The film is so clichéd and scattershot as to make Copycat look like Peeping Tom by comparison.
The film never manages to reconcile the enormity of the Holocaust with how ordinary a bureaucrat Eichmann was.
One may wonder whether Per Fly would have been better served by making a documentary about the oil-for-food scandal.
Yes, deep down, even brutal war criminals like the one played by Ben Kingsley are people too.
This is a cerebral, 25-year-old film that follows the blueprint for today’s endless glut of superhero movies.
Writer-director David Michôd’s film renders existential crises of American entitlement dull and tedious.
More conspicuous than its rote melodrama is the way the film elides the concurrent genocide of ethnic Armenians by Ottoman forces.
It’s difficult to begrudge a film that has the good sense to put so much stock in Ben Kingsley’s hammy theatrics.
Disney’s exceptional, gorgeous update of Rudyard Kipling’s adventure classic is one of the studio’s best films in a generation.
Favreau draws heavily on his film’s animated predecessor for plot, characterizations, and more, but doesn’t know how to fit these familiar elements into his own coherent vision.
In order to make the walk, and in order for it to matter to him, Philippe Petit has to comprehend it as real and impossible.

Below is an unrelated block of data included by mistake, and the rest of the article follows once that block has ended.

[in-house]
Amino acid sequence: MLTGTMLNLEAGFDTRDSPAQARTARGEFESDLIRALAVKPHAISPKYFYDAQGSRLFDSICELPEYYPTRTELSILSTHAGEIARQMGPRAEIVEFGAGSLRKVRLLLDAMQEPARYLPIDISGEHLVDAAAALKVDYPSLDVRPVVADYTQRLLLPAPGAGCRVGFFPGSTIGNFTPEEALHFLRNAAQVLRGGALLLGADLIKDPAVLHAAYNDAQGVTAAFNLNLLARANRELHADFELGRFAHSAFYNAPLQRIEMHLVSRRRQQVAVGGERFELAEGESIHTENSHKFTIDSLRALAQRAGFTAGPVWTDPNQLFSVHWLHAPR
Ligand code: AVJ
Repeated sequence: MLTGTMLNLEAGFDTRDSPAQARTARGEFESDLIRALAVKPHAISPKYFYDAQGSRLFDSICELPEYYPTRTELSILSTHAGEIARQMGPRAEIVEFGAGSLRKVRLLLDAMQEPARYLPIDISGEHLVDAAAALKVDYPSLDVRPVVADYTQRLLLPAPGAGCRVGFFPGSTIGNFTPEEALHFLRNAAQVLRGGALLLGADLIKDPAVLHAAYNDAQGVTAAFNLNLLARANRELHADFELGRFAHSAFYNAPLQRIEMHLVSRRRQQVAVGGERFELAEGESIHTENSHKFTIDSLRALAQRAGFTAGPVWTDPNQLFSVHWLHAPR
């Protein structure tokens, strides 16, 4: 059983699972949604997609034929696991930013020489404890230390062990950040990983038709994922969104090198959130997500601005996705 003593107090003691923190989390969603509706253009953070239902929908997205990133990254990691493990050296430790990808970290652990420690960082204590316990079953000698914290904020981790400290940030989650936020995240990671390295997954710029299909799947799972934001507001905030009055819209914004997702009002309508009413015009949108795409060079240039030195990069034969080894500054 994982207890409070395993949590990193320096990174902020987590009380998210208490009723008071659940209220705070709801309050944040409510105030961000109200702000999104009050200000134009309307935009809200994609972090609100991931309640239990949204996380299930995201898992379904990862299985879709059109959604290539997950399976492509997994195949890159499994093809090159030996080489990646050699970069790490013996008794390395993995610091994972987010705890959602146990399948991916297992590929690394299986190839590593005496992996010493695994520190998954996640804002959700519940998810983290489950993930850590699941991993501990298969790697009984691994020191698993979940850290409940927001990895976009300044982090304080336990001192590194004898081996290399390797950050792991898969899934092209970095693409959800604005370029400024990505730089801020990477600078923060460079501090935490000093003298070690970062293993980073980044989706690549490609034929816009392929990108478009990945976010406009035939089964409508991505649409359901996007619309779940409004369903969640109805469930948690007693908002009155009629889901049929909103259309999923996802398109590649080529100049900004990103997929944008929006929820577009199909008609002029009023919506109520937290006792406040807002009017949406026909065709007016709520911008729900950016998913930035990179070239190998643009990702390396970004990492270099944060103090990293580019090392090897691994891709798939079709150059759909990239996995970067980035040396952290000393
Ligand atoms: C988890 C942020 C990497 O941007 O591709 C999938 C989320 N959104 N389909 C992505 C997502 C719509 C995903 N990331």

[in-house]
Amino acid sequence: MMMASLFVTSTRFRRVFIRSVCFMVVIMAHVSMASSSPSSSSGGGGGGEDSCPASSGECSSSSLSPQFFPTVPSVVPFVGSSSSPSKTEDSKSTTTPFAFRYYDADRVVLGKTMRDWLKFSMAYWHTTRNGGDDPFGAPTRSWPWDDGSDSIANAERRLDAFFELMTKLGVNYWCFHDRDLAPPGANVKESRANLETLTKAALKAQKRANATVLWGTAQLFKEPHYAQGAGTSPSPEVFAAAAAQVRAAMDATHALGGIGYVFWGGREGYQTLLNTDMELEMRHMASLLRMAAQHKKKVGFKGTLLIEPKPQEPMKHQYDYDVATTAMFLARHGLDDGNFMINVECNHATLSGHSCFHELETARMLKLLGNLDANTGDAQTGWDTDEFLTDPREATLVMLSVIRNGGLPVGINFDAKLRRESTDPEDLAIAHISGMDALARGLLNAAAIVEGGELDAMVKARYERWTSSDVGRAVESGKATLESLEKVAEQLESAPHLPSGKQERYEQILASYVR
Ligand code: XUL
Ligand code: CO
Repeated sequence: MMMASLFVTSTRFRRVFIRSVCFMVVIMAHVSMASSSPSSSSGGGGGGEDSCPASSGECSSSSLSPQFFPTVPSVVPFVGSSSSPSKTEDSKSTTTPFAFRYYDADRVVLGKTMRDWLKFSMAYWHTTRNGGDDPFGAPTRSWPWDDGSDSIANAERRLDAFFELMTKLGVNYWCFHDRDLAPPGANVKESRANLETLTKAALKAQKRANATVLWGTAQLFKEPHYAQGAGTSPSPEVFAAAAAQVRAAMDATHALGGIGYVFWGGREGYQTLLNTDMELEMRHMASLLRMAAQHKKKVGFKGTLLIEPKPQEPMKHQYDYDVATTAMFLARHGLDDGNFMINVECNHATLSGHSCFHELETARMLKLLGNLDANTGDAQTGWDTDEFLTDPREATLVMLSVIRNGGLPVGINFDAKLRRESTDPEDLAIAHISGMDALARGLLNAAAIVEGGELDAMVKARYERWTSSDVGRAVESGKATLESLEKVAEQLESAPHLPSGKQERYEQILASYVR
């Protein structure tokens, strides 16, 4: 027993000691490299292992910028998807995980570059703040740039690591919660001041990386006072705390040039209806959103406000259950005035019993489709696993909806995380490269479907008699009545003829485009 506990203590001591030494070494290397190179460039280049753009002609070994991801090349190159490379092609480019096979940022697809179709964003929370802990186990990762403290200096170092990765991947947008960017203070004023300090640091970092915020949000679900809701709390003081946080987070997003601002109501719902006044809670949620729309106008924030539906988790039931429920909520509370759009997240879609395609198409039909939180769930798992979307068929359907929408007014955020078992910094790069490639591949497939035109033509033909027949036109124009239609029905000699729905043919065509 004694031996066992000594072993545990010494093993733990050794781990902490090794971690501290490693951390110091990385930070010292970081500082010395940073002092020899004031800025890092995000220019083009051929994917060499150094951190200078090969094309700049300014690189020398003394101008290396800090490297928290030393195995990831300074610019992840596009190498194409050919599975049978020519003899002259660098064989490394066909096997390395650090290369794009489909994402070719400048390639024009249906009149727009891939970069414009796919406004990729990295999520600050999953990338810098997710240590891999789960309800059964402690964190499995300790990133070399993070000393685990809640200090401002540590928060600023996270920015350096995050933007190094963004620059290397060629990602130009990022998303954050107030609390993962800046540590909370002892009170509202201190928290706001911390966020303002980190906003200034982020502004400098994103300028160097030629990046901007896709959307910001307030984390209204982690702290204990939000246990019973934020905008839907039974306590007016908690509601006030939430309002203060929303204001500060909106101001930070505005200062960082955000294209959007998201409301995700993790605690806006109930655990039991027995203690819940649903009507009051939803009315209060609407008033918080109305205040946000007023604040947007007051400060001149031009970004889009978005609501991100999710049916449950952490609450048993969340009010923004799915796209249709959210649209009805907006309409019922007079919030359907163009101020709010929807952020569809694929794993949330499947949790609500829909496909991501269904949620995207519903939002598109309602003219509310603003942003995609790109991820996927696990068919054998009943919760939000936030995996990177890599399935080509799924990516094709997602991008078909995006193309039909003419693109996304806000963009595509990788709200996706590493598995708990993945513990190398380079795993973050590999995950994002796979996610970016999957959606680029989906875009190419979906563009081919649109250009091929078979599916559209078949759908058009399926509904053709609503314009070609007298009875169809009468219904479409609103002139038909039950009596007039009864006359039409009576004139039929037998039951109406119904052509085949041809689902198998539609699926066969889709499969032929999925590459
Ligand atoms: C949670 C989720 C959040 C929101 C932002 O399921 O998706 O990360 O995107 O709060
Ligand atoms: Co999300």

Instead of using the titular metaphor as a means to seek deeper, darker ends, Isabel Coixet proceeds to restate it over and over again.
A relentless stream of twists and turns that exude neither imagination in their craftsmanship nor moral revulsion in their implications.
This third and supposedly final edition in the franchise is nothing more than an uncomfortably transparent contractual obligation.
It doesn’t take long to realize that Ridley Scott’s adaptation is only aiming for certain forms of credibility, and callously eschewing others.
In the wake of the ostentatious atmospherics summoned by the likes of Shutter Island and American Horror Story: Asylum, the film feels unnecessarily restrained.
The flippancy toward thematic concerns and character construction suggests that the film, like the boxtrolls’ myriad gadgets and inventions, was largely built from used parts.
Mark Jackson’s direction strips much of the agency from any character’s grasp by insisting that their dilemmas can only be revealed with stone-faced austerity.
The film exhibits strong character interplay and resides in an unconventional milieu, in effect turning rote material into something that feels decidedly eccentric.
Gavin Hood relays a vague sense of what it’s like to live in duty, and yet at a distance from one’s home, but this vision of the future never rouses, never asks to be remembered.